When Emmanuel Macron announced his bid for the French presidency in November 2016 from Seine-Saint-Denis, the poorest suburb in France, the message was clear: improving the social situation in the French banlieues, or suburbs, was one of his priorities.
Seine-Saint-Denis, located just northeast of Paris, had long been synonymous with the conditions that blight France’s banlieues – about 10 percent of France’s population live in deprived areas with high unemployment and poverty rates, crime and substandard education.
Recently, the Macron government announced plans to attempt what three of the preceding governments have tried to do since these banlieues came into existence: tackle what it calls “the discrimination and deprivation” faced by people living in poor suburban areas.
One of the previous plans was introduced by the French politician Jean-Louis Borloo in 2004 under the presidency of Jacques Chirac.
But Borloo’s “social cohesion plan”, which sought to improve employment and housing opportunities, did not go far.
“The French governments have never made the suburbs their priority,” Alexis Poulin, a political analyst, told Al Jazeera.
“At most, it is a plan during the elections, based on promises without long term follow-up or an articulated plan.”
Borloo retired from politics exactly four years ago, but was recently asked by Macron to draft a proposal for the government concerning the French suburbs.
On Thursday, he introduced a new action plan focused on the urban renewal of the suburban districts and the finalisation of renovation projects that started in the 1990s but were left half-complete.
He also called for the further development of public transportation services and measures to combat illiteracy, introduce decent wages for social workers and restore security in the neighbourhoods.
“I think these proposed changes, the space arrangements and urban development, I don’t understand what good it will do for us,” Megane Audoire Mohammad, a Seine-Saint-Denis resident, told Al Jazeera.
“I don’t see how it would improve the precariousness of our cities as well as the cultural and social distress of the residents living in poor housing conditions or unemployed people,” she added.
“Admittedly, it could make the streets more pleasant to look at, but nothing more. I don’t know if Borloo will be able to change something, it seems that his previous ideas did not really improve the current context.”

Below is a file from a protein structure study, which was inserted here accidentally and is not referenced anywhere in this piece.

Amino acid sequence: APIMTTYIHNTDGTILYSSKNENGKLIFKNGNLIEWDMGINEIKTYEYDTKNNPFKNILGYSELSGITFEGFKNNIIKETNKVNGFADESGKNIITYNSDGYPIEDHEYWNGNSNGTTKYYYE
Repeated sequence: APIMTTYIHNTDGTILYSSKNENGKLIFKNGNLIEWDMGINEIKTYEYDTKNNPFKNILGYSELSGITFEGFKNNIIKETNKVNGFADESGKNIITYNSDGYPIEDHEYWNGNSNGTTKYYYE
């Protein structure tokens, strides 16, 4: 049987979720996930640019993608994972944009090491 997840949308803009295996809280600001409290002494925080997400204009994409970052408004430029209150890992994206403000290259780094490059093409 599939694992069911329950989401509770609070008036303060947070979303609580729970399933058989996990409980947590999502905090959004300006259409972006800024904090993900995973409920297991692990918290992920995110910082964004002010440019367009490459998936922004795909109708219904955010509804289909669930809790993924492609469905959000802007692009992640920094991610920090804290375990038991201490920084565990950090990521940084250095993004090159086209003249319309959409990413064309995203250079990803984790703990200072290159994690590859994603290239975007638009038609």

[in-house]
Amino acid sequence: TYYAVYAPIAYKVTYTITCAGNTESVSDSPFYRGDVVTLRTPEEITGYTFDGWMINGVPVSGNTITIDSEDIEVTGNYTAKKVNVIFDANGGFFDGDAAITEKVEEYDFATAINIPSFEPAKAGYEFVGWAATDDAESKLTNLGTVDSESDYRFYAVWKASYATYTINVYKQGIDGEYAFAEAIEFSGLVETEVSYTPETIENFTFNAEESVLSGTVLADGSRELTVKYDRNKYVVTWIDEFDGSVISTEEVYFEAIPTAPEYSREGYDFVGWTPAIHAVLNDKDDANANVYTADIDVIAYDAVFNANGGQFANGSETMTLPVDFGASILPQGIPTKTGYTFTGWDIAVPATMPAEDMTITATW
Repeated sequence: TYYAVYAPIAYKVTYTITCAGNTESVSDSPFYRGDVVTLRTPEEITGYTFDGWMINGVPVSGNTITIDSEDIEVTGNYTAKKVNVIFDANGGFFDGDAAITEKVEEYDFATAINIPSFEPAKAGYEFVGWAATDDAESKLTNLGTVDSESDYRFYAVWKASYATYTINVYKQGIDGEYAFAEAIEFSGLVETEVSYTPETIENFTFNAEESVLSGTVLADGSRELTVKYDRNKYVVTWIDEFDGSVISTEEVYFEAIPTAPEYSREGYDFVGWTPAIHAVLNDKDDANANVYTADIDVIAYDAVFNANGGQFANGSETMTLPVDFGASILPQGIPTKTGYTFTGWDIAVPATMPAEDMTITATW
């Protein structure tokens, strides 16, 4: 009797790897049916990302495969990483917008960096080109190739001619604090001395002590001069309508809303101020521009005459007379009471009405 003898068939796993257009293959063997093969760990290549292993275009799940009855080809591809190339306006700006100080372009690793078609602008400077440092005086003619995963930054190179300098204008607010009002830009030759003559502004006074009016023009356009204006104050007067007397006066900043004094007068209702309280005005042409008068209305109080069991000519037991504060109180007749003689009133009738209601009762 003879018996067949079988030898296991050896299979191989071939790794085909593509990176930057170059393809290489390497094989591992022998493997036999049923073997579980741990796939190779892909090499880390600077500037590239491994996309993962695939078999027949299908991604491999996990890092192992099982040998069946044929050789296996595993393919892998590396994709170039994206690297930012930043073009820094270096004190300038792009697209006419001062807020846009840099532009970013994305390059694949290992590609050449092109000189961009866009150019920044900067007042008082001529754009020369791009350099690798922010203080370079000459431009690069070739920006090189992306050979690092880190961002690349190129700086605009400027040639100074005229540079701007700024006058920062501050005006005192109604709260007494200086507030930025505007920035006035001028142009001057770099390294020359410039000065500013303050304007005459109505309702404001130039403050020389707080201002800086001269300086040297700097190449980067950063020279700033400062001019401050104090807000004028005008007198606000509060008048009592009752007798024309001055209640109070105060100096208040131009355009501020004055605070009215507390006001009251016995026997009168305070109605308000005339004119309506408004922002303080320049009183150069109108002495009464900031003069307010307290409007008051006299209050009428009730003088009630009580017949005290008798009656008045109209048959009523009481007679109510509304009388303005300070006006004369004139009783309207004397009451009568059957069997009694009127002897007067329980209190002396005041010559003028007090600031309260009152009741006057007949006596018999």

Poulin said it’s good that someone as knowledgeable on the subject as Borloo is on the job, but to “change to current situation requires a lot of time. We are talking here about whole generations”.
The word “banlieue” is widely regarded as a particularly French notion. It carries specific connotations in the French context and the banlieues remain literally and metaphorically the periphery of French society.
“When I first went to the university in Paris I was confronted with the cultural and social gap that differentiated me from my classmates. I realised I did not have the same social circles, the same socialisation habits Laila Soliman, who grew up in Seine-Saint-Denis, told Al Jazeera.
“It was difficult to make friends and get over the “banlieusarde” or the “girl from the suburbs” image that people use to put on me as soon as I would tell them where I was from or where I went to high school.”
In her opinion, the social and economic gap in French society is only growing wider.
“Communitarianism and identity seclusion are the pitfalls of the French social crisis,” she added, referring to the tendency to put community above the individual.
The situation has changed little since 2012, when Stephane Gatignon, the mayor of Paris’s impoverished northeastern suburb of Sevran, went on a weeklong hunger strike.
Gatignon was worried that an economic crisis was pushing Sevran and dozens of other poor towns to the brink of ruin. He believed that the only way he could ask for state help for places like Sevran was by resorting to “extreme measures”.
So, he decided to camp out on the pavement outside France’s National Assembly and went on a hunger strike to demand for a 5m euro ($6.4m) assistance package.
“Our socio-economic system, in the course of structural reforms, evolves towards more and more inequalities, following a model à la Thatcher,” Thomas Guenole, a French political scientist, told Al Jazeera.
“It is therefore logical that the poorest people bear the full brunt of this worsening inequality in our society.”
Commenting on the latest action plan, Guenole, the political scientist, said “Borloo has identified all the main priorities, except for one: eradicating mass unemployment”.
According to him, “serious crime, over-delinquency, drug trafficking, desocialisation of individuals” are all “symptoms of mass unemployment and extreme inequality [that] will only get worse” if mass unemployment remains unchecked”.
The youth unemployment rate across France currently stands at 20.7 percent, according to recent data from the French National Institute of Statistics and Economic Studies.
Borloo said there are 1,500 priority neighbourhoods in France, which he described as “closed archipelagos”.
His diagnosis is simple: 200 are “on the edge of the abyss”, 60 are “fracturing” and 15 have already tumbled “into conflict”.
“I believe that the crisis we are experiencing in France’s suburbs is more social and cultural, rather than economic, despite that being a significant issue as well,” Soliman, the Seine-Saint-Denis resident, said.